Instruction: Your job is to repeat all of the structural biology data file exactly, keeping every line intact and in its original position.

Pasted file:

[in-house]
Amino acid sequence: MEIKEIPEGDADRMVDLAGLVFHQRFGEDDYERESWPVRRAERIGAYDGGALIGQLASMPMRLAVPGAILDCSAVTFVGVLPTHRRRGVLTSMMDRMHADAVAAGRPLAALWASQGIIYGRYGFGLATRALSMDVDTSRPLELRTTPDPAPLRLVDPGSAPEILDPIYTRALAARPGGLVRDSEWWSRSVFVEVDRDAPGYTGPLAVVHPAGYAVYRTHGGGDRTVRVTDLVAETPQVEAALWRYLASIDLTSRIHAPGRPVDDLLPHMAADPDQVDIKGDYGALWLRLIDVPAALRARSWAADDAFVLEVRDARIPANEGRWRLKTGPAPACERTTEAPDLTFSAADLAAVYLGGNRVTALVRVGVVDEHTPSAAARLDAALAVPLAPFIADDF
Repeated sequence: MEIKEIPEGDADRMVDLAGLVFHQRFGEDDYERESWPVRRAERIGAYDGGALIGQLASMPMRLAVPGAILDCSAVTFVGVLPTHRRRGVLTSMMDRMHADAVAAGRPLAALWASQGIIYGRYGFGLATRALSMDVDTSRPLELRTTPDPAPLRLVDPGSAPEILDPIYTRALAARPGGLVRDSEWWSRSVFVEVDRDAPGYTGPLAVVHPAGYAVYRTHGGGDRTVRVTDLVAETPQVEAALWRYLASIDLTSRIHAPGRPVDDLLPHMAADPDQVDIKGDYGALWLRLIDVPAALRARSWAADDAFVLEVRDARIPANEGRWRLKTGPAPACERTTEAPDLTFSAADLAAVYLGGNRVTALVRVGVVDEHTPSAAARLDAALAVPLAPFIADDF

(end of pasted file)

[in-house]
Amino acid sequence: MEIKEIPEGDADRMVDLAGLVFHQRFGEDDYERESWPVRRAERIGAYDGGALIGQLASMPMRLAVPGAILDCSAVTFVGVLPTHRRRGVLTSMMDRMHADAVAAGRPLAALWASQGIIYGRYGFGLATRALSMDVDTSRPLELRTTPDPAPLRLVDPGSAPEILDPIYTRALAARPGGLVRDSEWWSRSVFVEVDRDAPGYTGPLAVVHPAGYAVYRTHGGGDRTVRVTDLVAETPQVEAALWRYLASIDLTSRIHAPGRPVDDLLPHMAADPDQVDIKGDYGALWLRLIDVPAALRARSWAADDAFVLEVRDARIPANEGRWRLKTGPAPACERTTEAPDLTFSAADLAAVYLGGNRVTALVRVGVVDEHTPSAAARLDAALAVPLAPFIADDF
Repeated sequence: MEIKEIPEGDADRMVDLAGLVFHQRFGEDDYERESWPVRRAERIGAYDGGALIGQLASMPMRLAVPGAILDCSAVTFVGVLPTHRRRGVLTSMMDRMHADAVAAGRPLAALWASQGIIYGRYGFGLATRALSMDVDTSRPLELRTTPDPAPLRLVDPGSAPEILDPIYTRALAARPGGLVRDSEWWSRSVFVEVDRDAPGYTGPLAVVHPAGYAVYRTHGGGDRTVRVTDLVAETPQVEAALWRYLASIDLTSRIHAPGRPVDDLLPHMAADPDQVDIKGDYGALWLRLIDVPAALRARSWAADDAFVLEVRDARIPANEGRWRLKTGPAPACERTTEAPDLTFSAADLAAVYLGGNRVTALVRVGVVDEHTPSAAARLDAALAVPLAPFIADDF